The rest of the trip went smoothly enough.  No more overnight stops-we just pulled off the road when we were too tired to keep driving and napped until we were fresh enough to go on.  The horses all travelled very well and we arrived Wednesday night at the farm in Ocala.  The next several days were spent cleaning up the rigs, setting up our stalls and tack room and clipping horses.  We lunged the horses lightly yesterday and will finally get on today for a hack.  Then tomorrow it is full swing into the schooling schedule.  We have our first event in just a couple weeks on the 26th.  I’ll send another newsletter after that.  Meantime, I am just a mouse click or phone call away if anyone needs me.  My Edmonton cell phone is being forwarded down here and my usual email address will still contact me.  

Cheers, Tricia


October 24, 2007

What a great summer we have had!!!   We just got back home from the inaugural Aspen Farms Horse Trials at Jonathan and Suzy Elliott’s new farm in Yelm, Washington.  What a fabulous event!  They have just put in new courses from Beginner Novice to Prelim and will be adding an Inter mediate by June.  Legs (aka Soldato Alto) and Banker (Whata Bankroll) both went.  When I entered a bit late, Jonathan advised I probably wouldn’t get in as they were full.  However, a number of cancellations later, I found myself on the accepted list.  By this time, I felt slightly reluctant as the previous trip (20 hours driving one way) was still fresh in mind and I had had only 2 days at home in October due to attending the  Equine Canada Technical Delegate clinic in Maple Ridge right after getting home from the Northwest Fall Gala Horse Trials in Rainier, Washington the previous weekend.  Things were feeling a bit hectic! 

ship jumpI was so glad to have gone, however as the Aspen Farms Show was not only all I thought it would be, but is looking likely to become an important destination event.  The courses were challenging but so beautifully built, I could hardly wait to jump them.  Apparently my horses thought so too since they both jumped brilliantly.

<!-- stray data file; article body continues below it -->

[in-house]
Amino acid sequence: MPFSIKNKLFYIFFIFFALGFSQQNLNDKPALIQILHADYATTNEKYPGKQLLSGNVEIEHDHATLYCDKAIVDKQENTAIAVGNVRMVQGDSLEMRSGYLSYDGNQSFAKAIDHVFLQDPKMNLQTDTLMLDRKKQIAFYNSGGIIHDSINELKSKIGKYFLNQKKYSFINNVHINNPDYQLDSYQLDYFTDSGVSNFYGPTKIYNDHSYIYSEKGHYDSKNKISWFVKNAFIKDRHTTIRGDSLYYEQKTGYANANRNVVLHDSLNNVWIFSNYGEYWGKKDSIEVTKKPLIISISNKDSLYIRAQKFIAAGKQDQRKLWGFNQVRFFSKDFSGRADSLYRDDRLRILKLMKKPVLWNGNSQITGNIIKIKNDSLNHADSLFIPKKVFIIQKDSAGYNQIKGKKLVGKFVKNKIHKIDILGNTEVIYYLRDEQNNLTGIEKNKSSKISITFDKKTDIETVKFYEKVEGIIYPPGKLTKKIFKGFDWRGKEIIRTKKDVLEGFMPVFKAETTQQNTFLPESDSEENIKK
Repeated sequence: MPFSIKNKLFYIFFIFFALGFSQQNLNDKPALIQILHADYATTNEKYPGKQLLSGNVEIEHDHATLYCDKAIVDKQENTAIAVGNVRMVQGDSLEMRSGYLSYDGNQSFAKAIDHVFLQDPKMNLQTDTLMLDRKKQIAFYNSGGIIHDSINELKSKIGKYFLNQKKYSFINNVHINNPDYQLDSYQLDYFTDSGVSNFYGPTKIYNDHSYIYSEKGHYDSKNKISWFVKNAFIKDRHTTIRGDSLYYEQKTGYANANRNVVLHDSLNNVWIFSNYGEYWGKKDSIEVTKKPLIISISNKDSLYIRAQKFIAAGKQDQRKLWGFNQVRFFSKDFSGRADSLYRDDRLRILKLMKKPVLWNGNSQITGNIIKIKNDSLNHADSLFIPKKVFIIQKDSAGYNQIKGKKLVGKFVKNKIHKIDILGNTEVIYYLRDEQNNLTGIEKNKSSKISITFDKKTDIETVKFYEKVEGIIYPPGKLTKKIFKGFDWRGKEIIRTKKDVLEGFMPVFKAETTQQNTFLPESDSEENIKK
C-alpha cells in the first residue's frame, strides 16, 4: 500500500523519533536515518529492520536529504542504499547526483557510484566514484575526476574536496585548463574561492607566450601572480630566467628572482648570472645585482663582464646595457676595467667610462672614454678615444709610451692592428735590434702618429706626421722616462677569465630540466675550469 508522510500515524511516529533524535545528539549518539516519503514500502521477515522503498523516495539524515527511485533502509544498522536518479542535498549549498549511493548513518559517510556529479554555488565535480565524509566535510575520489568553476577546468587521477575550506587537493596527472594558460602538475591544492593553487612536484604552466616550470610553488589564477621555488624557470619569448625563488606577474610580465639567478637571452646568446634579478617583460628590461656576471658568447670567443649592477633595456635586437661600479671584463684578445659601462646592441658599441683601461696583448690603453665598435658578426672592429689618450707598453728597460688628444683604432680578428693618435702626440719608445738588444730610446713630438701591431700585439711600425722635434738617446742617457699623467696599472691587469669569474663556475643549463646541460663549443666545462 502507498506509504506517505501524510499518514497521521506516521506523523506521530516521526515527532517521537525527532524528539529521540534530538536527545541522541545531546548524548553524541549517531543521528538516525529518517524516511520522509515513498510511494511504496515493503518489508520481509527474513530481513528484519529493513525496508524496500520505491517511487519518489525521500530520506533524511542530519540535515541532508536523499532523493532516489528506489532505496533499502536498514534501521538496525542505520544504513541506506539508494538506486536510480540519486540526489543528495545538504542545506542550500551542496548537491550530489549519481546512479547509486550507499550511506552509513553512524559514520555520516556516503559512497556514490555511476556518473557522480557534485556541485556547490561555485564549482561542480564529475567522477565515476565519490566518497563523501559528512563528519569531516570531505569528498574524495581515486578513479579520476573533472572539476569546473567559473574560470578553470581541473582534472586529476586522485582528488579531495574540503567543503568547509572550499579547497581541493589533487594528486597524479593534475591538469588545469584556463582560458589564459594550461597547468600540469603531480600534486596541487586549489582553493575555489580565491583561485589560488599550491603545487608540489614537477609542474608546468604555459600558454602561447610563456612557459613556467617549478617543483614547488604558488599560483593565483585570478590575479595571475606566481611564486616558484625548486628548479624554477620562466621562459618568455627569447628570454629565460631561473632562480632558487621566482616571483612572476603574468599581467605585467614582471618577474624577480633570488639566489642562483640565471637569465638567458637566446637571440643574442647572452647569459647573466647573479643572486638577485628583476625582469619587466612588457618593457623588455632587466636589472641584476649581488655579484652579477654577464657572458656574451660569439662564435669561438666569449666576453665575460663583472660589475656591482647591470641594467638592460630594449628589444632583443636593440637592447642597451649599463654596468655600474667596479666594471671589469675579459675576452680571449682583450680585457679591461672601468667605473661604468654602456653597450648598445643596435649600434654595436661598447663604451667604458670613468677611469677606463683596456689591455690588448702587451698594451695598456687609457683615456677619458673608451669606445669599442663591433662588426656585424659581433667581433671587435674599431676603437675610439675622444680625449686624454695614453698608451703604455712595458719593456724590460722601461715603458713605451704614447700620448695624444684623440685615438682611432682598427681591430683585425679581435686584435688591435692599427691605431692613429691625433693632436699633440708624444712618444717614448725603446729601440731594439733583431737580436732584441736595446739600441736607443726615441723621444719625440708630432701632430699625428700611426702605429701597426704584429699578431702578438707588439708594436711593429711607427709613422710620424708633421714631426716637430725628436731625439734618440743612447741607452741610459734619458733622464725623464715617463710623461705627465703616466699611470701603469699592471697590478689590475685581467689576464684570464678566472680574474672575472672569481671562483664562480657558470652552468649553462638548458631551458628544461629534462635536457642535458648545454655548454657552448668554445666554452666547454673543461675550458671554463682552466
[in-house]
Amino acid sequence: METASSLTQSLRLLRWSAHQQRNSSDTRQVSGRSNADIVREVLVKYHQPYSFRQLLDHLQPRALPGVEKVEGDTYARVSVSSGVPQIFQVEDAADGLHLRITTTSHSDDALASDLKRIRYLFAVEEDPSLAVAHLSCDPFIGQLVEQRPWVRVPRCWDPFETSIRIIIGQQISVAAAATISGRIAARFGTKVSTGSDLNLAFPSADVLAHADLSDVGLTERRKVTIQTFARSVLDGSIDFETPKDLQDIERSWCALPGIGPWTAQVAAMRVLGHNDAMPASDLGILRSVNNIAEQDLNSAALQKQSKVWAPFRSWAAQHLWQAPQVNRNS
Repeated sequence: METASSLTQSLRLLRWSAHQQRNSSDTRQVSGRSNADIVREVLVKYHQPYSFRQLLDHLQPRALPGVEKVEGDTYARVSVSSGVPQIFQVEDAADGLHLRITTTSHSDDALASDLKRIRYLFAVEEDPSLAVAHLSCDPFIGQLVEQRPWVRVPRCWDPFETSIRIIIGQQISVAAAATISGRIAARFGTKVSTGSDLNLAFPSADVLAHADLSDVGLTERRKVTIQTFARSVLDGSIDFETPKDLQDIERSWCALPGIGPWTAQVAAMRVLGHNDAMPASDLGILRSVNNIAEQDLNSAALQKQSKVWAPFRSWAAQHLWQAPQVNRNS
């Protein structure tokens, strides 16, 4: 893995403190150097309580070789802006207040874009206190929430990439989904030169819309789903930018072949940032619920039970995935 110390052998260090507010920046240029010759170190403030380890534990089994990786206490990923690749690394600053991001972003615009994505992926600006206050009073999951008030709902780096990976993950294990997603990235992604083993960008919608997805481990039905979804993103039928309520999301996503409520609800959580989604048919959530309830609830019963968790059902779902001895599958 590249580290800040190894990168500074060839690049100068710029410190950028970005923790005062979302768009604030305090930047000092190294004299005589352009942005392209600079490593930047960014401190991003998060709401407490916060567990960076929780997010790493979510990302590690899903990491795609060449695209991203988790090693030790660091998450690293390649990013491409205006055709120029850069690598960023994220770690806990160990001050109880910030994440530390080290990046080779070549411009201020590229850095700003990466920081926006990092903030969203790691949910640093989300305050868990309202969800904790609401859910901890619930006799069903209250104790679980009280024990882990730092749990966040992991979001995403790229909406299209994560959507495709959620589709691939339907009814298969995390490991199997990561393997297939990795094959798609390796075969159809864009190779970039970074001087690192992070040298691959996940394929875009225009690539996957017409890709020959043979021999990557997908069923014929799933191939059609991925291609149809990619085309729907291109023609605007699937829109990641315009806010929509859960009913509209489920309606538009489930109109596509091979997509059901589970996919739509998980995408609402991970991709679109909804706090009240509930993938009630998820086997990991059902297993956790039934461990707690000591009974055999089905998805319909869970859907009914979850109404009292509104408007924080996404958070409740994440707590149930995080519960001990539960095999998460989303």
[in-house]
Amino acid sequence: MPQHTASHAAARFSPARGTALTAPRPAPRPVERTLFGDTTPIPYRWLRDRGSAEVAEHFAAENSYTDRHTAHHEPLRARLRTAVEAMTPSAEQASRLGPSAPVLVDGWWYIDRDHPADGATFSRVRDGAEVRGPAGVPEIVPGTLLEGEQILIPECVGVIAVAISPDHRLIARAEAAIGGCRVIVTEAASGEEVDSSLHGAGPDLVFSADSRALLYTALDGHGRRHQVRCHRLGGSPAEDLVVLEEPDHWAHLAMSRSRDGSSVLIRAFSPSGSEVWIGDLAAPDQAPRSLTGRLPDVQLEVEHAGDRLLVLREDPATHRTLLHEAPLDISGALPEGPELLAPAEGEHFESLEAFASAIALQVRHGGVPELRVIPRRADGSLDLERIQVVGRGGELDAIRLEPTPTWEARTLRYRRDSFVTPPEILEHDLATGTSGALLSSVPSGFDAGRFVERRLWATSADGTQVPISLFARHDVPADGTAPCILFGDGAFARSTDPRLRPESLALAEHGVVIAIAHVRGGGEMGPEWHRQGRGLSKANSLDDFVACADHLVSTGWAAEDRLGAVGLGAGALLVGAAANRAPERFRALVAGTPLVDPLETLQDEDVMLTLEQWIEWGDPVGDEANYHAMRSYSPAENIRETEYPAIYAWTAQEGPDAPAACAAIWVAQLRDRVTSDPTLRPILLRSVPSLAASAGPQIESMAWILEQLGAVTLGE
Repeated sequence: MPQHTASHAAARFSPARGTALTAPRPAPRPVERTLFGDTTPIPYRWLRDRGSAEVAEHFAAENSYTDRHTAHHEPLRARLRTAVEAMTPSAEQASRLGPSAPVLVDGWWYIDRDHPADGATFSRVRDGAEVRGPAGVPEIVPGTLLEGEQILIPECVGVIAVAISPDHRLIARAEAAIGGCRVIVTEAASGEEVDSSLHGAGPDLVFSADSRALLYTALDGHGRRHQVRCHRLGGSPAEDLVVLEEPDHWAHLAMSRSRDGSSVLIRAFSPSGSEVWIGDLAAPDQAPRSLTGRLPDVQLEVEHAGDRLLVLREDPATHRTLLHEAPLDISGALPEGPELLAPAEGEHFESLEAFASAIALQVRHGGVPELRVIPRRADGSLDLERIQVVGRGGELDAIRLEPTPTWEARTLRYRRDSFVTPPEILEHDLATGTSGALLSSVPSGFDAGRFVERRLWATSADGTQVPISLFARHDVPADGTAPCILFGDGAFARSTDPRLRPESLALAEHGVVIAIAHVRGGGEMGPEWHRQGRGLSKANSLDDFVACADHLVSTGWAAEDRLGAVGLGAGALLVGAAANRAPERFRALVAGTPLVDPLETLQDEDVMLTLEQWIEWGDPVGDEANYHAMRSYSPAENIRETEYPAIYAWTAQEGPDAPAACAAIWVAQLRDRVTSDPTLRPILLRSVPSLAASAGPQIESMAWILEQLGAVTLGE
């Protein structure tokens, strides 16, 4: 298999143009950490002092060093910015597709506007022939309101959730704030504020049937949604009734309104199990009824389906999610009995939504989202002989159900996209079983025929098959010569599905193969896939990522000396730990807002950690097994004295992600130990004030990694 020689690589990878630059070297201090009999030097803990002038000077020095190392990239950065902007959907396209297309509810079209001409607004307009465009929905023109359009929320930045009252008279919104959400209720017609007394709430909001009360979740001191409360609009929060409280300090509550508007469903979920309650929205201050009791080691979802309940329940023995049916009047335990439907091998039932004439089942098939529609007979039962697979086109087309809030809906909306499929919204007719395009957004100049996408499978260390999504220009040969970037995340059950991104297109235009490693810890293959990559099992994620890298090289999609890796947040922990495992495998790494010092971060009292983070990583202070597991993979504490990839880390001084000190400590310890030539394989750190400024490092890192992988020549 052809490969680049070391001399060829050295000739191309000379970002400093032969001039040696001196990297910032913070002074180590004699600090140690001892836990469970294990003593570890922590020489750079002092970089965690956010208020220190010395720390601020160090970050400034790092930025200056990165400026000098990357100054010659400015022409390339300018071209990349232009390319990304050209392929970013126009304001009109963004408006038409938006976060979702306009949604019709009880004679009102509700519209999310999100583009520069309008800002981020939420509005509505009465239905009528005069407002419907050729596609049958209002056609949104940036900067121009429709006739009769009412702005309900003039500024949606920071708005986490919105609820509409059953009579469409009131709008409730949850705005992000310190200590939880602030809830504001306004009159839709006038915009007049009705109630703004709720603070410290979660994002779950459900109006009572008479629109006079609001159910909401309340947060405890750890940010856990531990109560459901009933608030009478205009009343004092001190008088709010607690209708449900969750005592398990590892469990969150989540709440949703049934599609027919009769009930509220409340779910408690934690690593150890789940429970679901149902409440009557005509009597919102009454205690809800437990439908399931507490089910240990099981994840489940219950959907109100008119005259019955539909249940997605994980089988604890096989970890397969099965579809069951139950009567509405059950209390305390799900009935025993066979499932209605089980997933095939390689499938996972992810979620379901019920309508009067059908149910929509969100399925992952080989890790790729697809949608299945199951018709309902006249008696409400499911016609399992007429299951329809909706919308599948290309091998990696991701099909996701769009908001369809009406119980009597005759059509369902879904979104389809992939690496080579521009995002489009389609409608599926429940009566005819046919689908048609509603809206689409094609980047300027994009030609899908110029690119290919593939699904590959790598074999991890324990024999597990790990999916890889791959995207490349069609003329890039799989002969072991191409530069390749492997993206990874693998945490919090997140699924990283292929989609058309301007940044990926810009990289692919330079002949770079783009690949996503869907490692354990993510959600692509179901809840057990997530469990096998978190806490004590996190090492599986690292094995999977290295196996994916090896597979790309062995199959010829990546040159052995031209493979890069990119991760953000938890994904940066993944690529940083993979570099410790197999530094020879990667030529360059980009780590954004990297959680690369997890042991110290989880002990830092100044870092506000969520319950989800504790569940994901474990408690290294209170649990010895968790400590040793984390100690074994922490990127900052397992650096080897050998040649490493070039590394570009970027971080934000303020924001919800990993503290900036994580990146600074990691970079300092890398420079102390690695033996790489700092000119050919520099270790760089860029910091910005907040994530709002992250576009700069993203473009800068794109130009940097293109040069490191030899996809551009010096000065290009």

Legs was doing his second Training Horse Trials and only his 4th Horse trials in his career.  He felt like an advanced horse.  Despite the torrential rain that fell for the two days before the course, he was bold and balanced and fast without being crazy.  We were almost 30 seconds under time without even trying.  I could put him at the fences right where I wanted him and turn on a dime afterwards to take an inside line.  He loves his job and I’m still grinning from ear to ear.  He would go Prelim tomorrow – not that I really want to make another 20 hour drive right about now!  I’m anxious to move him up in Florida.

Banker has become quite settled and is tremendous fun to jump.  Although his dressage score was not good enough to place, he is really trying.  When he gets it right, he is very fancy!  He always goes clear in stadium and is making short work of the cross country at this level.  At a comfortable gallop, and balancing for all the fences, we were almost a minute fast!  It is time for him to move up as well!  He finished the event on his dressage score and is ready for Training very soon.


August 6, 2007

Montana Report-Rebecca Farm Horse Trials

The Sandridge Stables contingent has just arrived back from the Rebecca Farm World Cup Event in Montana.  I  took Amazing Legacy to his first CIC* and Theodora Leatherman from Washington has been up in Alberta training with me for the summer and she rode Butter II in the Training Division.  Cindy Brouwer from Rocky Mountain House and her horse Wharf also competed in the Training Division.    Theodora and Butter were placed 4th after dressage and sailed fault-free around the big  cross-country course.  They then produced a double clear show jump round to move up to 2nd for the final placing.  Cindy, rode her best dressage test yet and Wharf also ran beautifully around the cross-country course with no faults.  While the show jump course took it’s toll with many rails down, Cindy and Wharf produced another double clear to finish in 5th place overall.  What a well-deserved result for these two dedicated horse girls.